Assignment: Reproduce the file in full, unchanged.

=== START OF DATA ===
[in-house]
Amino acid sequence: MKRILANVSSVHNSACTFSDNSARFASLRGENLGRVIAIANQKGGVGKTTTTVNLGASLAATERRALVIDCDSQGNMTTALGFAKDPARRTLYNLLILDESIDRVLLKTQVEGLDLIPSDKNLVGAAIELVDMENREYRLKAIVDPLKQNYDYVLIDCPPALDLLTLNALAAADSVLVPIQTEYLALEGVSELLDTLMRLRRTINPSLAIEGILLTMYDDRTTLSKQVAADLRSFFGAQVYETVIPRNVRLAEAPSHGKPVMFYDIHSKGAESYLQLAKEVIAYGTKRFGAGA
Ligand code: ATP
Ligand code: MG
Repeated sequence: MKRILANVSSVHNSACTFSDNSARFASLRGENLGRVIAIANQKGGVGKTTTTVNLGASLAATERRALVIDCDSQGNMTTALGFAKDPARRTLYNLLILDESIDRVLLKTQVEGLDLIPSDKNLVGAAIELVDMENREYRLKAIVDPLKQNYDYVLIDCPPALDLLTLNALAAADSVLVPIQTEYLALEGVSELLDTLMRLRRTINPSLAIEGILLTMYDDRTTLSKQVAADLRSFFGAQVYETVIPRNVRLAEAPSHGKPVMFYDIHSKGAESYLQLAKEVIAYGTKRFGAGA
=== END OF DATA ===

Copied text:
[in-house]
Amino acid sequence: MKRILANVSSVHNSACTFSDNSARFASLRGENLGRVIAIANQKGGVGKTTTTVNLGASLAATERRALVIDCDSQGNMTTALGFAKDPARRTLYNLLILDESIDRVLLKTQVEGLDLIPSDKNLVGAAIELVDMENREYRLKAIVDPLKQNYDYVLIDCPPALDLLTLNALAAADSVLVPIQTEYLALEGVSELLDTLMRLRRTINPSLAIEGILLTMYDDRTTLSKQVAADLRSFFGAQVYETVIPRNVRLAEAPSHGKPVMFYDIHSKGAESYLQLAKEVIAYGTKRFGAGA
Ligand code: ATP
Ligand code: MG
Repeated sequence: MKRILANVSSVHNSACTFSDNSARFASLRGENLGRVIAIANQKGGVGKTTTTVNLGASLAATERRALVIDCDSQGNMTTALGFAKDPARRTLYNLLILDESIDRVLLKTQVEGLDLIPSDKNLVGAAIELVDMENREYRLKAIVDPLKQNYDYVLIDCPPALDLLTLNALAAADSVLVPIQTEYLALEGVSELLDTLMRLRRTINPSLAIEGILLTMYDDRTTLSKQVAADLRSFFGAQVYETVIPRNVRLAEAPSHGKPVMFYDIHSKGAESYLQLAKEVIAYGTKRFGAGA